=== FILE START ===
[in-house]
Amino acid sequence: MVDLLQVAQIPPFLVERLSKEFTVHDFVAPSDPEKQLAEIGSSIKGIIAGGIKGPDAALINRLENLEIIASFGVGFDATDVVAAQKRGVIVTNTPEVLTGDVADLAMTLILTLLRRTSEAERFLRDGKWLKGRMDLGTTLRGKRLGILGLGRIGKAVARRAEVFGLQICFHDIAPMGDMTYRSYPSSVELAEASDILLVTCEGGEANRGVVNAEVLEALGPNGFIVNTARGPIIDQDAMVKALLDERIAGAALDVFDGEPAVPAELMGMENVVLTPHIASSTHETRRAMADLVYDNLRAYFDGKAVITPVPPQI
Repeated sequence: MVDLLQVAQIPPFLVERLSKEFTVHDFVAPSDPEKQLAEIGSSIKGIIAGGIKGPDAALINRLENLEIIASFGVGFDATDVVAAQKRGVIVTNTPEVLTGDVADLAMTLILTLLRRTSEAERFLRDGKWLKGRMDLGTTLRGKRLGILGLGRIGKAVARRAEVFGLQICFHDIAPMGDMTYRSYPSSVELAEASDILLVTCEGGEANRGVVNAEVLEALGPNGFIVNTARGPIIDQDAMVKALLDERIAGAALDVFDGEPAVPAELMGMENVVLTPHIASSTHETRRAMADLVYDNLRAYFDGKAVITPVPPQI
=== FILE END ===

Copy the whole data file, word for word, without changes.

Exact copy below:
[in-house]
Amino acid sequence: MVDLLQVAQIPPFLVERLSKEFTVHDFVAPSDPEKQLAEIGSSIKGIIAGGIKGPDAALINRLENLEIIASFGVGFDATDVVAAQKRGVIVTNTPEVLTGDVADLAMTLILTLLRRTSEAERFLRDGKWLKGRMDLGTTLRGKRLGILGLGRIGKAVARRAEVFGLQICFHDIAPMGDMTYRSYPSSVELAEASDILLVTCEGGEANRGVVNAEVLEALGPNGFIVNTARGPIIDQDAMVKALLDERIAGAALDVFDGEPAVPAELMGMENVVLTPHIASSTHETRRAMADLVYDNLRAYFDGKAVITPVPPQI
Repeated sequence: MVDLLQVAQIPPFLVERLSKEFTVHDFVAPSDPEKQLAEIGSSIKGIIAGGIKGPDAALINRLENLEIIASFGVGFDATDVVAAQKRGVIVTNTPEVLTGDVADLAMTLILTLLRRTSEAERFLRDGKWLKGRMDLGTTLRGKRLGILGLGRIGKAVARRAEVFGLQICFHDIAPMGDMTYRSYPSSVELAEASDILLVTCEGGEANRGVVNAEVLEALGPNGFIVNTARGPIIDQDAMVKALLDERIAGAALDVFDGEPAVPAELMGMENVVLTPHIASSTHETRRAMADLVYDNLRAYFDGKAVITPVPPQI